Guiding Your Counselee Through Conflict Resolution – A Review of Pursuing Peace by Robert D. Jones

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In this life there will be conflicts.  Others will sin against us, and we will sin against others in ways that will necessitate repentance and reconciliation.  By God’s grace, we have been given His sufficient Word to show us how to pursue that reconciliation and even how to fight against bitterness and resentment when resolution will not come.  Biblical counselors and any Christian who desires to handle conflict in a way that is pleasing to God have been served well through Robert Jones’ book, Pursuing Peace.

Summary of Content

The reader should be careful not to skip the preface.  In it, Jones states the book’s two simple goals, “to provide you with a step-by-step process for pursuing peace in all your relationships and to give you a tool to help others.” (Page 12) These goals are sought with a path for pursuing peace described as “biblical,” “Christ-centered,” “practical” and “proven.”   This path is then summarized in three basic steps: Step 1 – Please God; Step 2 – Repent; Step 3 – Love.  As the book progresses, these steps are included as an outline to remind the reader where they are in the process.

We are reminded from the beginning that peacemaking pleases God because God is a peacemaker.  The peace we desire with others is shown to be an outworking of the peace we have been granted with God through Christ.  This gospel perspective reminds us of why we have peace with God and how we should then look at our relationships with others under God’s grace.  Seeing conflict through this God-centered, gospel lens then helps us to remember that conflict is inevitable where sinners are present (Taking away the element of surprise), that conflicts are to be resolved as we fight against sin in our lives, and that conflict can also be seen as an opportunity for growth in Christ-likeness.  Chapter 3 was especially helpful in sharpening the understanding and proper use of 2 Corinthians 5:9.

The next three chapters (4-6) focus on repentance.  Given that this book is about pursuing peace in conflict, the reader might expect (or hope) to find answers to make the one with whom they are in conflict repent.  But Jones first handles the principles of repentance.  James 4 and other passages are utilized to remind us that our actions are the result of the desires of our hearts.  Furthermore, before instruction can be given to speak the truth to others in love toward their repentance, we must first get the beam out of our own eye (Matthew 7).  This requires good counsel in how to confess our sins and ask for forgiveness.

Once the beam has been removed, it is time to move forward in love, which is the theme of chapters 7-12.  Before jumping into the ministry of rebuke, Jones wisely instructs the reader in the areas of having a gracious Christ-like attitude, forgiveness (Where he excellently delineates between what he calls “Attitudinal” and “Transacted” forgiveness) and bitterness.  With our minds informed by the truth of Scripture in these areas, we are then ready to proceed into loving confrontation.  In addition to this instruction, the author gives wisdom concerning when to overlook offenses, how to grant forgiveness and what it looks like to move forward in reconciliation.  By necessity, the final chapter deals with how Christians can respond and carry on with a God-centered perspective when others refuse to reconcile.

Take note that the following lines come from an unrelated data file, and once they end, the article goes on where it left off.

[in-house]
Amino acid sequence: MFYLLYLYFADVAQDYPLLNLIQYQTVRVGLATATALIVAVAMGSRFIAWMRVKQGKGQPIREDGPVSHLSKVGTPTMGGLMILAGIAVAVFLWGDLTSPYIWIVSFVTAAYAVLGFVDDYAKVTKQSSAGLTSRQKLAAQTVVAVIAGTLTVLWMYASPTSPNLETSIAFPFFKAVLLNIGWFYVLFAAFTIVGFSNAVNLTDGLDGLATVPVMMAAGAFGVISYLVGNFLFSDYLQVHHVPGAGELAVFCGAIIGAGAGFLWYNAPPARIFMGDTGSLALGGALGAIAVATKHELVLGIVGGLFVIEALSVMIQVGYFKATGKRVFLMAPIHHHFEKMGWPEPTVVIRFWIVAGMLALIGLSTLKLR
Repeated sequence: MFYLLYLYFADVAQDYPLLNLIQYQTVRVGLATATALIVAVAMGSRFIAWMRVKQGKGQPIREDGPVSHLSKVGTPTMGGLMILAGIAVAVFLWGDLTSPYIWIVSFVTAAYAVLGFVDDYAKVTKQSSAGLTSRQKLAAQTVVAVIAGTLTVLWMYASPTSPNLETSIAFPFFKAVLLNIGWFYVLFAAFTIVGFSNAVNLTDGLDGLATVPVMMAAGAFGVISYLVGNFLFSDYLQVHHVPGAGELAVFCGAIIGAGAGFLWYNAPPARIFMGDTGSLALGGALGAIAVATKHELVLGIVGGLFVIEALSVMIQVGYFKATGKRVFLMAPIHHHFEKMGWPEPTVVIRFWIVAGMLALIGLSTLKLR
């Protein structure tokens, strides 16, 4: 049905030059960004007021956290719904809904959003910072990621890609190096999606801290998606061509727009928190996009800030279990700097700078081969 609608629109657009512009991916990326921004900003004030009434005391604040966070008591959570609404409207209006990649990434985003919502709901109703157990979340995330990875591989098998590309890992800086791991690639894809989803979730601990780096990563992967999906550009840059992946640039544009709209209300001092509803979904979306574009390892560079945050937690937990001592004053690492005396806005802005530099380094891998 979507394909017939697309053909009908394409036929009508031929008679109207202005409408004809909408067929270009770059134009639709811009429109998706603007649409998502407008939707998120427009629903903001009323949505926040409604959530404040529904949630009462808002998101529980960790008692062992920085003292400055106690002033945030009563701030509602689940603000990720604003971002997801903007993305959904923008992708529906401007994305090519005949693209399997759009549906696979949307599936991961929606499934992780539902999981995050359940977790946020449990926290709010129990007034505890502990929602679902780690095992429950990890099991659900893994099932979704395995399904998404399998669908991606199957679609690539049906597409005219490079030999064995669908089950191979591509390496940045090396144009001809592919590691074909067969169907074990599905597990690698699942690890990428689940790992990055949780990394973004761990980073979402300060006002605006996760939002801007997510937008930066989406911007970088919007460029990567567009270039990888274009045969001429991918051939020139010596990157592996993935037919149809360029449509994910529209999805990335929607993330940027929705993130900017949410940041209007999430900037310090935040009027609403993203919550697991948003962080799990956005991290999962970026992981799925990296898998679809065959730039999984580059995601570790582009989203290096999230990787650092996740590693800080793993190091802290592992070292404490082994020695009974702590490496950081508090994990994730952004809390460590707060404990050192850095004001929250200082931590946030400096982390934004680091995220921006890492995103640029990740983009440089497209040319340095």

Primary Area of Usefulness

As is often the case when I read books by biblical counselors, I find ways that I can be growing in my own understanding and obedience to God’s Word. And while I might not look forward to times when I need to use this resource, I do know that in Pursuing Peace, I have a helpful guide to point me to Scripture in times of need.  This would be a great book to read for personal growth, or to give to another believer who is looking for a helpful resource.  This book could also be read and discussed in group settings.

As a counselor, this book is a great tool for training and preparation, regardless of the presenting problems that may be discussed.  Even if our counselees need primary focus on other matters, the other sins committed (Either by the counselee or against them) will bring about need for conflict resolution.  Being well trained in conflict resolution is critical for every biblical counselor.

Also, if it becomes clear that what our counselees need most in their time with us is to learn how to resolve conflicts with others, Pursuing Peace could be your go-to resource.  Perhaps you are beginning to counsel a couple who claim to be fighting over “everything” or a gentlemen has come to you for help to reconcile with a sibling with whom he has not spoken for years as a result of unresolved hurts, in cases like these, this book would be a great resource.

Example Uses of the Resource

Practically speaking, when included in your list for homework, the questions given at the end of each chapter could serve as a great guide for discussion in counseling sessions.  It wouldn’t be difficult to take the questions and apply them specifically to the needs of your counselee.  Even if you are not using this book directly in counseling, you will probably find the illustrations incredibly helpful.  There are eight different figures in the book that could keep your whiteboard busy.  Finally, the reader will be blessed and equipped with all the truly biblical counsel.  It was encouraging to read how much scripture speaks to the issue of pursuing peace.  The author did a fantastic job of allowing the truth of God’s word to inform the content of the book, and the reader will be better equipped for it.  Pursuing Peace offers biblical counsel, and anyone who reads it will come away with a wealth of biblical answers and instruction.

Photo by Aaron Burden on Unsplash

Andy Molyneux